Four of Adrian Newey's brightest F1 ideas


One of the greatest technical directors and designers of his Formula 1 era, Adrian Newey conjured up formative solutions to the rapidly encroaching F1 rulebook.

Here are four of his most inspired innovations – for more, pick up a copy of the February issue of Motor Sport.  


March 881 nose/wing underside

With a combined nose/wing, downforce was being created across the whole width rather than just from the two separate wings bolted onto a central nose. As an extension of that, undercutting the nose on the underside lowered the air pressure there, the air rushed to fill the vacuum, pulling the flow over the wing faster. “I didn’t think to go as far as Jean-Claude Migeot later did with the Tyrrell [019] when [by lifting the driver slightly] he undercut the whole keel [rather than just the nose], but aerodynamically I think the March was better than anything out there at the time. F1 cars at that time had become very unsophisticated aerodynamically.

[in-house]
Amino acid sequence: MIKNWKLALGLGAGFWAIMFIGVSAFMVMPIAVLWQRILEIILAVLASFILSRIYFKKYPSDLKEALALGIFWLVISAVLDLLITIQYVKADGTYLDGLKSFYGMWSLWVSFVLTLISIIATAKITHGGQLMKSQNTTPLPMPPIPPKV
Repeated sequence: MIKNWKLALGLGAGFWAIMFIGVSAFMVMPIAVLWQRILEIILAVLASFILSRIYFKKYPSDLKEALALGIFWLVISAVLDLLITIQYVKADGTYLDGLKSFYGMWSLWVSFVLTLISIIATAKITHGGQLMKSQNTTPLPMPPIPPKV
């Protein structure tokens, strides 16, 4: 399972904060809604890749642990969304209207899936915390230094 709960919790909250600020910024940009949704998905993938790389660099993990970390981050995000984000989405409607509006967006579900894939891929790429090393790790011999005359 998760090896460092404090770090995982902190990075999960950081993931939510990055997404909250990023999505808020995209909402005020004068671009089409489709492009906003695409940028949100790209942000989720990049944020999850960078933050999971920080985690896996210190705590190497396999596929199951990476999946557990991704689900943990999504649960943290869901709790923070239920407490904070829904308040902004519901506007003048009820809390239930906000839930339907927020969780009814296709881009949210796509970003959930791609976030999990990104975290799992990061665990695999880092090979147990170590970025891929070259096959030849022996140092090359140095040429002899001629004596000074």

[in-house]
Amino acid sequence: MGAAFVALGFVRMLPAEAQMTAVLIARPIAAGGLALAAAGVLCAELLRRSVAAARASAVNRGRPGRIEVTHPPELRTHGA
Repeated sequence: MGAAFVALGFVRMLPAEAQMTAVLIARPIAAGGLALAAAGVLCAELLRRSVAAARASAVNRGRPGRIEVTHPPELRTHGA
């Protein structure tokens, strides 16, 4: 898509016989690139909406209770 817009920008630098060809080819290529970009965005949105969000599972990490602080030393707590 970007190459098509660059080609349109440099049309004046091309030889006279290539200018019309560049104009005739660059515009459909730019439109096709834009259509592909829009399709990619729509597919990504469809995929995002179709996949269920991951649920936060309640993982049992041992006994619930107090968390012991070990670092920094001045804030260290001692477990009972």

It was actually more sophisticated in Indycar where I was working at the time because everyone had pretty much the same power unit whereas F1 in the turbo era people had been finding more and more power which meant that drag wasn’t that important, so the cheap and easy way was just to put ever greater wings on the things. They tended to be somewhat inelegant as a result. IndyCar heightened my realisation that aero was the key.”

March 881 sculpted endplates

Before the 881, front wing endplates were flat across their height and width which meant that as the wheels were steered it changed the gap between the endplate and the tyre, giving an inconsistent airflow. Newey sculpted the shape of the plates to keep that gap consistent as the wheels were turned. “I guess I’m unusual in being a race engineer, an aerodynamicist and a mechanical designer.